7 things @ 9 o’clock (12.6)

7 things @ 9 o’clock (12.6) December 6, 2013

1. Did someone say “trajectory?” Excellent. This time it was Rob Bell (via AZspot):

I don’t read the Bible like a flat line. I don’t see all of the passages in the Bible sitting equally side by side so that you can pick one and then counter it with another and go back and forth endlessly, always leading you to the randomness of God. I read it as an unfolding story, with an arc, a trajectory, a movement and momentum like all great stories have.

Yes. I’ll keep harping on this until we’re all finally paying attention to what Jesus is pointing at, rather than arguing about the shape of his finger.

When you’re arguing about the finger, you’re missing Jesus’ point.

Related: “10 Things Traditional Christians Got Terribly Wrong.” (And all for the same reason.)

2. “We need an across-the-board increase in Social Security retirement benefits of 20 percent or more. We need it to happen right now.” The Pacific Standard examines “How a Frustrated Blogger Made Expanding Social Security a Respectable Idea.”

3. No “Cannonballs” in the baptistry.

4. Mallory Ortberg: “The Invisible Signs of Aging.” And also, “The Early Signs of Pregnancy.”

5. Cuts to food stamps are the equivalent of erasing every penny private charities provide for the hungry:

“Virtually every church, synagogue and mosque in the country is now gathering up food and distributing, and all of that work that food banks do comes to 5 percent of the food that needy people get,” said the Bread for the World president, Reverend David Beckmann. “95 percent comes from school breakfasts, lunches, food stamps and WIC, so Congress can say ‘We can cut this program 5 percent per cent – no big deal.’ But if you cut the national nutrition programs 5 percent, you cancel out everything that the charitable system is doing.”

6. N.T. Wright doesn’t use the word “trajectory.” He uses, instead, the word “eschatology,” by which he means the same thing:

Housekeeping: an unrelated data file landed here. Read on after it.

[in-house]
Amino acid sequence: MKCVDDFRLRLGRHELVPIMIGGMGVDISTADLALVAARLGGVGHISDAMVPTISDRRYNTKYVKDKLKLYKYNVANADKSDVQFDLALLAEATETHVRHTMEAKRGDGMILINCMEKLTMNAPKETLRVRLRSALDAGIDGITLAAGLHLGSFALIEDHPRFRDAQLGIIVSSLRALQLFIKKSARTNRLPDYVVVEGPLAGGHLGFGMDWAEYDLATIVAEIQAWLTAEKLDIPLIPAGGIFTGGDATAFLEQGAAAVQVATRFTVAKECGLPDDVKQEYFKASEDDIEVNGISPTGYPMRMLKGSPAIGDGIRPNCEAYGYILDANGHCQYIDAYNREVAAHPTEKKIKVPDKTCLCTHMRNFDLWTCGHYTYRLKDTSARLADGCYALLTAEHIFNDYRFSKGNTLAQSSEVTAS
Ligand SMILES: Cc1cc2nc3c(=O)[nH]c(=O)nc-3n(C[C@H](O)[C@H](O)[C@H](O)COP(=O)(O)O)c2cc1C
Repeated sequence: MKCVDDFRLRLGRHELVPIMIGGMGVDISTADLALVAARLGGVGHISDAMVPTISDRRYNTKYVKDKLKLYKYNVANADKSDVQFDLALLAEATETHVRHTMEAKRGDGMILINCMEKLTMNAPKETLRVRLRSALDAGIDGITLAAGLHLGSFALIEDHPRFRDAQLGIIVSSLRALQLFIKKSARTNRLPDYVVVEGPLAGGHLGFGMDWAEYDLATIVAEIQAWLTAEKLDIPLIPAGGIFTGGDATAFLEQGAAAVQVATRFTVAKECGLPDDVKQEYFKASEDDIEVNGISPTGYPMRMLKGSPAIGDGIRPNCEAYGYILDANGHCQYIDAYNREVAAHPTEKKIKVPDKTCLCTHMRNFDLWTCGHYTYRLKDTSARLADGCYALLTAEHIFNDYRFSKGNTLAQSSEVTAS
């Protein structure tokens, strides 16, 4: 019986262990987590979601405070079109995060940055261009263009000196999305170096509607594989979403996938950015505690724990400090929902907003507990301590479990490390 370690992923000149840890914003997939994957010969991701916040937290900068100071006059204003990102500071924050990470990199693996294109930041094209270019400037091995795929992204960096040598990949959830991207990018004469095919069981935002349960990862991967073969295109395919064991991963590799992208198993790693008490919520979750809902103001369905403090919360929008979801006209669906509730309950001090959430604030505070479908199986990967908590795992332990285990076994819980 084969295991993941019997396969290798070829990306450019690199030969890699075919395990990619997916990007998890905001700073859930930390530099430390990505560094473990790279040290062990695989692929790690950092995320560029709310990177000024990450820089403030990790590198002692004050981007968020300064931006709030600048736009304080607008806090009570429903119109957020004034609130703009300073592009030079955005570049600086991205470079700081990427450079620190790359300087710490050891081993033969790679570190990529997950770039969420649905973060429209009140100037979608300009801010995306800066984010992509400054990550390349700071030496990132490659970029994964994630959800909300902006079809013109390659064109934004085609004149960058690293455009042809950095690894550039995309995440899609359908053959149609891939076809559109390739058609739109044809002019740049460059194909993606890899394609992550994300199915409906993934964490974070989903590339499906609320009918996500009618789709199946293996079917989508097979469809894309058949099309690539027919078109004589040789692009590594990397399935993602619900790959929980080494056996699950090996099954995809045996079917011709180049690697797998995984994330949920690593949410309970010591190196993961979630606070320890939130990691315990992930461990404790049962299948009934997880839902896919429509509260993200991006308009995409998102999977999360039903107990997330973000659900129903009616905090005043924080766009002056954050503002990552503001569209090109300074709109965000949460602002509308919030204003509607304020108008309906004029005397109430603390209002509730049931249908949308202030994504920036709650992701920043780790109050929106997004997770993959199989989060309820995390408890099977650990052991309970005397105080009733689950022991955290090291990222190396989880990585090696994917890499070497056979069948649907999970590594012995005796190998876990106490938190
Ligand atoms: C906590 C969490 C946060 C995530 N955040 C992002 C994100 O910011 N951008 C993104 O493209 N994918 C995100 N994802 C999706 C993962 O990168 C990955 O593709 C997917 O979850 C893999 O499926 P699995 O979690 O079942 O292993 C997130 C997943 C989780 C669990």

The word eschatology, which literally means “the study of the last things,” doesn’t just refer to death, judgment, heaven, and hell, as used to be thought (and as many dictionaries still define the word). It also refers to the strongly held belief of most first-century Jews, and virtually all early Christians, that history was going somewhere under the guidance of God and that where it was going was toward God’s new world of justice, healing, and hope. The transition from the present world to the new one would be a matter not of the destruction of the present space-time universe but of its radical healing. As we saw in the last chapter, the New Testament writers, particularly Paul, looked forward to this time and saw Jesus’s resurrection as the beginning, the firstfruits of it. So when I (and many others) use the word eschatology, we don’t simply mean the second coming, still less a particular theory about it; we mean, rather, the entire sense of God’s future for the world and the belief that that future has already begun to come forward to meet us in the present. This is what we find in Jesus himself and in the teaching of the early church.

7. Juan Cole tells us that “Tamikrest is a Tuareg rock band from Mali who sing for peace and reconciliation in that troubled country.” I don’t know if this particular song is about peace and reconciliation, or if it’s a love song, or what, but it’s pretty terrific. Handclaps, a killer riff, and even a little ululation — what’s not to love? This is “Imanin bis Zihoun“:


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